Question about Cadillac CTS
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Posted on Jan 02, 2017
SOURCE: CTS in dash navigation system
There is a company called PAC that specializes in modules like you describe - keeping the steering wheel controls functional with an aftermarket radio.
Click HERE to visit their site. You have to choose a compatible manufacturer. Basically - it is turning the steering wheel controls into a "remote" hidden in the dash.
CLICK HERE for the PAC installation guide for the 2006 CTS
For best results and compatibility, look for a shop in your area that carries PAC - it is a common manufacturer in the BIZ, and have them install it.
The simple answer to your question is YES as long as you use the module compatible for the brand of radio you are installing.
Thanks for using FixYa - a FixYa rating is appreciated for taking the time to answer your FREE question.
Posted on Mar 05, 2009
I went to keylessride.com and looked up your vehicle and the remotes need to be programmed by a locksmith or dealer and being a locksmith myself I know that my prices are generally lower than dealers
Posted on Apr 02, 2009
I have the same problem on my 2005 cts. The shifter fork has two rubber bushings that attach at the transmission that break or give way. I assume they did this for a softer feel and to avoid vibration but it leads to the selector not engaging well when you go the extreme direction of reverse on the shifter as there is too much deflection. I replaced the bushings with washers as spacers and it seems to work as a "McGyver" fix. I do intend to get the parts needed from Cadillac to restore it to factory standards. Hopefully they have the parts. To fix the problem you have to go under the car. To get good access you have to disconnect the exhaust and the driveshaft. I did it without this and just tormented my poor hands but I wasn't willing to do all the other work while in my driveway. You simply take the clip holding the fork shaft onto the transmission selector end off and slide the small shaft out. I also took off the shifter side of the fork to study the thing a bit better. That takes a 13mm and a small allen wrench, 4.5 or 3/16, can't remember. Then replace the bushings or do as I did and stack some washers so as to get rid of the slack between the inside of the fork and the gear selector on the transmission. Assemble and try. If you have as good dexterity and tenacity at your fingertips as I do, you'll curse the day you attempted doing this without taking out all the other stuff. If you don't, take out all the other stuff to make room for your hands. The space is very confined. Good luck.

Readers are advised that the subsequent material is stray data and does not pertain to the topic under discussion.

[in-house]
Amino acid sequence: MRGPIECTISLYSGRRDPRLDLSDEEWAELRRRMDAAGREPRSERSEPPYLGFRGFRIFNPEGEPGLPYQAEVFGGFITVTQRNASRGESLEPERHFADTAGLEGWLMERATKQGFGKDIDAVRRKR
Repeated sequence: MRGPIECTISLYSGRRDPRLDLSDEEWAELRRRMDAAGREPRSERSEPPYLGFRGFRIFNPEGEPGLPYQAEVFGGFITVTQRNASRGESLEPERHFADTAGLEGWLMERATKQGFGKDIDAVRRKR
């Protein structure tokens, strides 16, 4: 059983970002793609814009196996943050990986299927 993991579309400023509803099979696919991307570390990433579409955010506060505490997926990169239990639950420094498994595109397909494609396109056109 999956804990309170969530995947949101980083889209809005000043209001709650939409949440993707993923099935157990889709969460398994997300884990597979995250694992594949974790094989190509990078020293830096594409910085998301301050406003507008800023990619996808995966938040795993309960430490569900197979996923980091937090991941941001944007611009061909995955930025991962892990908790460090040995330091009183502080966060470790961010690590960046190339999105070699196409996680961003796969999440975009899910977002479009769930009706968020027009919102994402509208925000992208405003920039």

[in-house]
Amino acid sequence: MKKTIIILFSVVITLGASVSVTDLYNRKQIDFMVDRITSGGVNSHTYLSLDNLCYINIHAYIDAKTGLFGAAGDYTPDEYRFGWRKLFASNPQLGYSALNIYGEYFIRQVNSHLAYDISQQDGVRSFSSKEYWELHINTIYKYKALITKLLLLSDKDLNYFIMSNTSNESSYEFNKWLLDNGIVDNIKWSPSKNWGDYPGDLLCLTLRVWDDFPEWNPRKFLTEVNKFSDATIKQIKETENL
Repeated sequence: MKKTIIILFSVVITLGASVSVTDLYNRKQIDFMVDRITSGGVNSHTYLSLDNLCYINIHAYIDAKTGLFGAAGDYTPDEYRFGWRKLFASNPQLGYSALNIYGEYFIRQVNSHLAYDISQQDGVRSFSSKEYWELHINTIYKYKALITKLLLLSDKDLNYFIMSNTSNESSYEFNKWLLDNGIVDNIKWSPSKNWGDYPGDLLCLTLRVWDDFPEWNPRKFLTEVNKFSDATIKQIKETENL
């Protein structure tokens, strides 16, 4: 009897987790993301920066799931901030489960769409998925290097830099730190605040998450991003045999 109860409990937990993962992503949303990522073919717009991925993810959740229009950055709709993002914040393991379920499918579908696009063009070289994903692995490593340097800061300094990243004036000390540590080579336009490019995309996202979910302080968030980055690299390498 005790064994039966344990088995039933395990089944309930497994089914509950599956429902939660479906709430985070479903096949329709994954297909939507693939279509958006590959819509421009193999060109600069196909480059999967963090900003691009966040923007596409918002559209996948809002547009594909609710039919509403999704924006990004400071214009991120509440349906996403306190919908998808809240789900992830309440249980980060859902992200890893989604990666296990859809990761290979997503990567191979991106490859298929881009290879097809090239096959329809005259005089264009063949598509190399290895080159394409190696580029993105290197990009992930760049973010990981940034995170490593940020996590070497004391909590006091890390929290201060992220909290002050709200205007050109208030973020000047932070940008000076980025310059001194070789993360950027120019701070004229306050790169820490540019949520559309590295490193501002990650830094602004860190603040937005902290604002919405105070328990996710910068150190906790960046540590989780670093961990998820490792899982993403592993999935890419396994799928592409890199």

Posted on Sep 26, 2009
Without the size of your Engine listed here, I'll give you the firing order for 4-cylinders, 6-cylinders and 8-cylinders. On a four cylinder, the firing order is 1-3-4-2. On a 6-cylinder engine the firing order is 1-5-3-6-2-4. On an 8-cylinder, it's 1-8-4-3-6-5-7-2. If it's a V-6 or V-8, then the odd cylinders are on the left side of the Engine and the even numbers are on the right side of the engine.
Hope this Helps,
"Still living on the Right Side of Dirt..."
Posted on May 22, 2010
Just had the same problem. The problem is that the rubber bushing on the transmission linkage deteriorates and falls off. This causes two problems - shifter is loose and a metallic clunking sound is heard when shifting. It's not the shifter inside the car. It's the linkage underneath the car. You have to buy the bushing (if sold by itself) or the linkage kit. The linkage is on the passenger side of the transmission between transmission and right side exhaust pipe. Ensure engine/exhaust is cold prior to trying to access. Regards.
Posted on Sep 08, 2010
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